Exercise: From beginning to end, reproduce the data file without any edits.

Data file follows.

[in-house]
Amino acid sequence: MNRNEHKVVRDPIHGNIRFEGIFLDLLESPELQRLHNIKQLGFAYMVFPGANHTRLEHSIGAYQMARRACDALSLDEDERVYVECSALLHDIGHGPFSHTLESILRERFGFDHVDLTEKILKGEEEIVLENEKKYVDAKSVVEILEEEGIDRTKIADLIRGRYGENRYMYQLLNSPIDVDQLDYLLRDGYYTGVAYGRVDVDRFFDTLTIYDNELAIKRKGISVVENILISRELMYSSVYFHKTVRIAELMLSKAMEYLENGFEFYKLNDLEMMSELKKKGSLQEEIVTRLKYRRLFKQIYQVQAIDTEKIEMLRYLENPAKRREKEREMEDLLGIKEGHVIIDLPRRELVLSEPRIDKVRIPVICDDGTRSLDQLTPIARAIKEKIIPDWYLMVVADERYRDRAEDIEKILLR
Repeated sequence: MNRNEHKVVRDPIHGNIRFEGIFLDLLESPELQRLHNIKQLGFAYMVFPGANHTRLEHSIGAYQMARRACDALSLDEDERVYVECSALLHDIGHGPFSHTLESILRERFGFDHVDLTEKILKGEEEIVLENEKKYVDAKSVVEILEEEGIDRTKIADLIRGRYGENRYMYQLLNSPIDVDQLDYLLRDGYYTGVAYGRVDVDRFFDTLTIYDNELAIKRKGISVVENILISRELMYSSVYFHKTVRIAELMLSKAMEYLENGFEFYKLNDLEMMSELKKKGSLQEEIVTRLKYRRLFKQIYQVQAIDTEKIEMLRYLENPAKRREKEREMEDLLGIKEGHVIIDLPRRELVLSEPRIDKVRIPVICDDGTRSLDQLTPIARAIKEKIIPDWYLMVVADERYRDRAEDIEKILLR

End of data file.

[in-house]
Amino acid sequence: MNRNEHKVVRDPIHGNIRFEGIFLDLLESPELQRLHNIKQLGFAYMVFPGANHTRLEHSIGAYQMARRACDALSLDEDERVYVECSALLHDIGHGPFSHTLESILRERFGFDHVDLTEKILKGEEEIVLENEKKYVDAKSVVEILEEEGIDRTKIADLIRGRYGENRYMYQLLNSPIDVDQLDYLLRDGYYTGVAYGRVDVDRFFDTLTIYDNELAIKRKGISVVENILISRELMYSSVYFHKTVRIAELMLSKAMEYLENGFEFYKLNDLEMMSELKKKGSLQEEIVTRLKYRRLFKQIYQVQAIDTEKIEMLRYLENPAKRREKEREMEDLLGIKEGHVIIDLPRRELVLSEPRIDKVRIPVICDDGTRSLDQLTPIARAIKEKIIPDWYLMVVADERYRDRAEDIEKILLR
Repeated sequence: MNRNEHKVVRDPIHGNIRFEGIFLDLLESPELQRLHNIKQLGFAYMVFPGANHTRLEHSIGAYQMARRACDALSLDEDERVYVECSALLHDIGHGPFSHTLESILRERFGFDHVDLTEKILKGEEEIVLENEKKYVDAKSVVEILEEEGIDRTKIADLIRGRYGENRYMYQLLNSPIDVDQLDYLLRDGYYTGVAYGRVDVDRFFDTLTIYDNELAIKRKGISVVENILISRELMYSSVYFHKTVRIAELMLSKAMEYLENGFEFYKLNDLEMMSELKKKGSLQEEIVTRLKYRRLFKQIYQVQAIDTEKIEMLRYLENPAKRREKEREMEDLLGIKEGHVIIDLPRRELVLSEPRIDKVRIPVICDDGTRSLDQLTPIARAIKEKIIPDWYLMVVADERYRDRAEDIEKILLR